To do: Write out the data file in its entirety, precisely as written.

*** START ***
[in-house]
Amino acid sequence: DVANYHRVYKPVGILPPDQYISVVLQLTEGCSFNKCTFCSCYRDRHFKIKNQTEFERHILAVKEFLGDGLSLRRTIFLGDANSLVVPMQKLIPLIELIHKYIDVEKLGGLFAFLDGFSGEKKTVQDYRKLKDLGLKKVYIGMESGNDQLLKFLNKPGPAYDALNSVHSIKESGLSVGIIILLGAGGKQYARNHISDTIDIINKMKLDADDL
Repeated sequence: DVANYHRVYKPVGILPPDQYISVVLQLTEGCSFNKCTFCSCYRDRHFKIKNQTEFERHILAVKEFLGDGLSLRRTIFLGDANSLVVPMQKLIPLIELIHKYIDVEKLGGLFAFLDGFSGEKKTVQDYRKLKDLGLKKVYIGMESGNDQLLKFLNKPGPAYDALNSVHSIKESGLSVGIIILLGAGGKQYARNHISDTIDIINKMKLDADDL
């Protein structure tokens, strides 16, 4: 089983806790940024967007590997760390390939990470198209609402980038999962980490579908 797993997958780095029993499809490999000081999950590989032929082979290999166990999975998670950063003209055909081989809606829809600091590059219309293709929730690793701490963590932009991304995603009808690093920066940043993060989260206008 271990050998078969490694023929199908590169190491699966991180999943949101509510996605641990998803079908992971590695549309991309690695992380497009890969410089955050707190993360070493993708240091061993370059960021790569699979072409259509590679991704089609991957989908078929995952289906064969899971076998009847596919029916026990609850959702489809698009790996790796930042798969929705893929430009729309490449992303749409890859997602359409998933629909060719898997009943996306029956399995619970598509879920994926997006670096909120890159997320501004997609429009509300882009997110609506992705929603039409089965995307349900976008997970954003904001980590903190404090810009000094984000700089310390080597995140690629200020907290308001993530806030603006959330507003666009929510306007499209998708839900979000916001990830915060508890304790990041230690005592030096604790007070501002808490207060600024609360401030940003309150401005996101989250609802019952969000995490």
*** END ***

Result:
[in-house]
Amino acid sequence: DVANYHRVYKPVGILPPDQYISVVLQLTEGCSFNKCTFCSCYRDRHFKIKNQTEFERHILAVKEFLGDGLSLRRTIFLGDANSLVVPMQKLIPLIELIHKYIDVEKLGGLFAFLDGFSGEKKTVQDYRKLKDLGLKKVYIGMESGNDQLLKFLNKPGPAYDALNSVHSIKESGLSVGIIILLGAGGKQYARNHISDTIDIINKMKLDADDL
Repeated sequence: DVANYHRVYKPVGILPPDQYISVVLQLTEGCSFNKCTFCSCYRDRHFKIKNQTEFERHILAVKEFLGDGLSLRRTIFLGDANSLVVPMQKLIPLIELIHKYIDVEKLGGLFAFLDGFSGEKKTVQDYRKLKDLGLKKVYIGMESGNDQLLKFLNKPGPAYDALNSVHSIKESGLSVGIIILLGAGGKQYARNHISDTIDIINKMKLDADDL
């Protein structure tokens, strides 16, 4: 089983806790940024967007590997760390390939990470198209609402980038999962980490579908 797993997958780095029993499809490999000081999950590989032929082979290999166990999975998670950063003209055909081989809606829809600091590059219309293709929730690793701490963590932009991304995603009808690093920066940043993060989260206008 271990050998078969490694023929199908590169190491699966991180999943949101509510996605641990998803079908992971590695549309991309690695992380497009890969410089955050707190993360070493993708240091061993370059960021790569699979072409259509590679991704089609991957989908078929995952289906064969899971076998009847596919029916026990609850959702489809698009790996790796930042798969929705893929430009729309490449992303749409890859997602359409998933629909060719898997009943996306029956399995619970598509879920994926997006670096909120890159997320501004997609429009509300882009997110609506992705929603039409089965995307349900976008997970954003904001980590903190404090810009000094984000700089310390080597995140690629200020907290308001993530806030603006959330507003666009929510306007499209998708839900979000916001990830915060508890304790990041230690005592030096604790007070501002808490207060600024609360401030940003309150401005996101989250609802019952969000995490």